On the other hand Scripture gives us a category for our daily work and our mercy ministry, and that is to 'love our neighbour.' I love my neighbour who is my employer by giving him a fair day's work for a fair day's wage. And I love my neighbour who is in need, whether of the household of faith or a member of society at large by doing what I can do for him. We also have a church office especially geared to helping the needy. When Calvin was in Geneva the diaconate took the initiative in housing refugees and finding work for people as well as caring for the elderly, the frail, the sick, the widows and the orphans.

My questions are these, 'does the Christian ever function as an individual apart from his connection to the body of Christ?' 'Isn't Paul's exhortation to 'do good to everyone and especially those who are of the household of faith' addressed to a group of churches? And 'if an individual believer would open his or her home to a person in need can't we by extension use that property we hold in common - our church facility - for the same purpose?'

We are a gospel driven church who make the word of God and the sacraments a priority in our corporate life together. We gather on the Lord's Day as His covenant Assembly at His command, at the foot of Mount Zion,  to hear his promises and respond to His word in prayer and praise. Then we leave to serve the world as those who love our Lord Jesus. Our ministry team are charged with teaching the bible and using the bible in all their areas of work and with individuals and groups. Evey day we have ministries actively at work that are centeeredaround the Bible and the gospel. This week I taught Calvin's Institutes in a pub on Monday night to all comers, churched and unchurched alike. Wednesday night (tonight) there is a Chrisianity Explored course running for unbelievers. Thursday we will meet for prayer. And on Tuesday evening (last night) I dropped into our church where a team of dedicated folk feed the hungry and needy in conjunction with other churches in our area. Some of our guests are homeless, others are inadequate and struggle with life, and some a plain lonely. This is a costly ministry because many of these people will die prematurely of exposure or complications from various addictions.
When I arrived they were helping themselves to some groceries someone had kindly dropped in. Others were in an elective Christianity Explored group over in the corner. One man told me he listens to our radio ministry and asked for a CD of a specific message, while another asked if he could have a copy of last Sunday night's message on the Covenant with Abraham to give to someone he'd had a conversation with on the street. We make no requirement of them that they attend church or a class. We live in the richest borough in London and. over the years I have been here, most conversions we have seen is from this bunch of people. They come to services and their rich aroma (!!!) adds spice to the occasions, but none of our young professionals seems to mind. When we spent our $7.5 million on a redevelopment of our building one priority was putting in showers so our guests could wash. No one has yet complained when our building is left dirty or dishevelled after their visits. Our congregation are gospel hearted people who work hard to get the gospel right, to get the gospel in and to get the gospel out and they see no contradiction between that and helping their neighbour. Some of them are working with an evangelical relief agency whose HQ is nearby, and just yesterday one guy who's been working in the private sector wants to move over and start a debt/financial  management business  with some church people acting as 'pastoral' people to those he's helping. He wants to help people for their sakes and he wants to get the gospel out.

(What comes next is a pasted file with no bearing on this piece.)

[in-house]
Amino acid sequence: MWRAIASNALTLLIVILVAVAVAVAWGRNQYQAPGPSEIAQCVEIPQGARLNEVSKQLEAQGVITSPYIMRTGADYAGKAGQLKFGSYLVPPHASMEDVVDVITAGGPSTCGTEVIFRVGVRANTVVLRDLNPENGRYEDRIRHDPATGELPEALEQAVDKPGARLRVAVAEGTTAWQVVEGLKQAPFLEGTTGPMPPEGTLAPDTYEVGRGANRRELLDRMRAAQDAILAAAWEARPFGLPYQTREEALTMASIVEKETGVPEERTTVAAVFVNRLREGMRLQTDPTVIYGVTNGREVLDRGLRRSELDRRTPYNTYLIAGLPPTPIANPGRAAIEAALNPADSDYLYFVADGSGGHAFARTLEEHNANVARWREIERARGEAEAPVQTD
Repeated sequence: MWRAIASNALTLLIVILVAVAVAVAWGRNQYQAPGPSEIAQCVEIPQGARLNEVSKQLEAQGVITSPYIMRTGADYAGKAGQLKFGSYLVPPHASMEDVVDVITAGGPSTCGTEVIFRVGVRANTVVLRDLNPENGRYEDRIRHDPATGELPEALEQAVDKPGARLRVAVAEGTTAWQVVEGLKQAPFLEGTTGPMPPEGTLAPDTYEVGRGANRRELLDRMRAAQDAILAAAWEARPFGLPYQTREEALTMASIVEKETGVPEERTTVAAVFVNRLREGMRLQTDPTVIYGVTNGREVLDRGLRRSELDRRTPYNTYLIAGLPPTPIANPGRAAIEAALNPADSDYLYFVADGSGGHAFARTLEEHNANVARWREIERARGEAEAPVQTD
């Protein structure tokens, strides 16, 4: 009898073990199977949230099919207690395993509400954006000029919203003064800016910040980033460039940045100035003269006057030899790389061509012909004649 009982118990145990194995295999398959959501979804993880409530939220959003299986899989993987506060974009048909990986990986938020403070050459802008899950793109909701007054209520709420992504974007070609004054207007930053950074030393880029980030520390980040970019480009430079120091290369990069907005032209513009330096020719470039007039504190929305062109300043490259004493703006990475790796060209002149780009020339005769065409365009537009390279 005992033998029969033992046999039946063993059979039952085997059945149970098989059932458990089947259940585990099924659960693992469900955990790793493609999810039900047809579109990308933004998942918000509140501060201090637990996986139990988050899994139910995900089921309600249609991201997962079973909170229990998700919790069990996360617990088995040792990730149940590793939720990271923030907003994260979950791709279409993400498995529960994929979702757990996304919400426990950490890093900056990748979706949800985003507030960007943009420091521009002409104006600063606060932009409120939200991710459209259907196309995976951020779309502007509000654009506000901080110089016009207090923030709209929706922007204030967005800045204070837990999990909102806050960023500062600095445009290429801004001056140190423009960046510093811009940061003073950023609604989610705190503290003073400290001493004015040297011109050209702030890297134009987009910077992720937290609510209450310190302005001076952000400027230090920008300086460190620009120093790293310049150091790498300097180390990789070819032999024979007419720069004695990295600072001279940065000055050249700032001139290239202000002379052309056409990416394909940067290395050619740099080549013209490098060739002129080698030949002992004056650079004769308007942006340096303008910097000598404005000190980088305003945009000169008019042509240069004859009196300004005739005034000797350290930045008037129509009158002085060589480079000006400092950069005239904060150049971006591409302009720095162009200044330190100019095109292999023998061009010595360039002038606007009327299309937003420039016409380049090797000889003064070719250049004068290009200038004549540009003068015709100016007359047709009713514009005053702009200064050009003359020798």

For the last ten years our family has worshipped a couple of times each year at Redeemer in New York. We go there for the teaching and the worship and have never been disappointed at the high standard of biblical exposition. Our Fellowship Groups have recently used Redeemer material for their study. Yet here is a church which has seen significant conversion growth over the past 20 years that has also led the way in creative ministries of mercy. We need to exhort each other as Kevin DeYoung has done to keep the main thing the main thing. Our Father in heaven has in His saving grace, raised up His church to keep the light of truth shining in the darkness, but he also acts in common grace towards everyone irrespective of their eternal destiny because while His elect are the apple of His eye, He also loves all that He has made.

So where do I stand? I stand for the church being the church, making a priority of the gospel and the sacraments, building up the church. But I also stand for obeying the Scriptures, whether it is by excercisong Church Discipline, holding Public Worship, or loving our neighbour practically. But how we use language is important. Carelessness about words we use now can set us on a trajectory that takes us away from the gospel. So let's agree on the mission of the Church and the duties of its members whether acting individually or corporately. The mission of the church is to go into all the world and make disciples, teaching them and baptizing them in the name of the Triune God.  

Posted October 13, 2010 @ 4:11 PM by Liam Goligher